Copyright 2010 ProQuest Information and LearningAll Rights ReservedCopyright 2010 New York State Society of Certified Public Accountants The CPA Journal
SECTION: FINANCE: EMPLOYEE BENEFIT PLANS; Pg. 56 Vol. 80 No. 3 ISSN: 0732-8435
LENGTH: 2086 words
HEADLINE: A Looming Crisis for Pensions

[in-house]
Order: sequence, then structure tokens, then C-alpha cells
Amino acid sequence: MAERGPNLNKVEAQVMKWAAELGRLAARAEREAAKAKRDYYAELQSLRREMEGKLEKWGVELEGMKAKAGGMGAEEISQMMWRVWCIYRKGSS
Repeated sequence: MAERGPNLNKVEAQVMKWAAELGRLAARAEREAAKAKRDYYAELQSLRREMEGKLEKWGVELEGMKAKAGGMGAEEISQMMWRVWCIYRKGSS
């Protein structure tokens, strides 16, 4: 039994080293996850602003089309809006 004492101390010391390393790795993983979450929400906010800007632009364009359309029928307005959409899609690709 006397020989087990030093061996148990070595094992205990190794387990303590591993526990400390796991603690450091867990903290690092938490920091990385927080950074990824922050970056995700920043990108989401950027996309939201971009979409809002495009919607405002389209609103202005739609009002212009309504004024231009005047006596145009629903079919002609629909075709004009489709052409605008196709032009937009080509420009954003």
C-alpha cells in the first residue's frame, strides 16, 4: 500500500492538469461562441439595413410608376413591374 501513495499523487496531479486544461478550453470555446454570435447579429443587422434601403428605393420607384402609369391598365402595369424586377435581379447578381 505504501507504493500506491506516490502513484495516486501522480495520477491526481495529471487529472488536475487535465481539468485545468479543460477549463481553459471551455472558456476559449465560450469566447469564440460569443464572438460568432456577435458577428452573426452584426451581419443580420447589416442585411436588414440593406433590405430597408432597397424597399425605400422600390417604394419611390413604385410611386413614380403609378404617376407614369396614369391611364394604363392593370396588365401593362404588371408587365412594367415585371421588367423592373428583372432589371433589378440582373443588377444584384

BYLINE: Eaton, Tim V; Easterday, Kathryn.Kothryn Easterday, PhD, CPA is an assistant professor and Tim V. Eaton, PhD, CPA, is an associate professor, both in the Department of Accountancy, Miami University’s Farmer School of Business, Oxford, Ohio.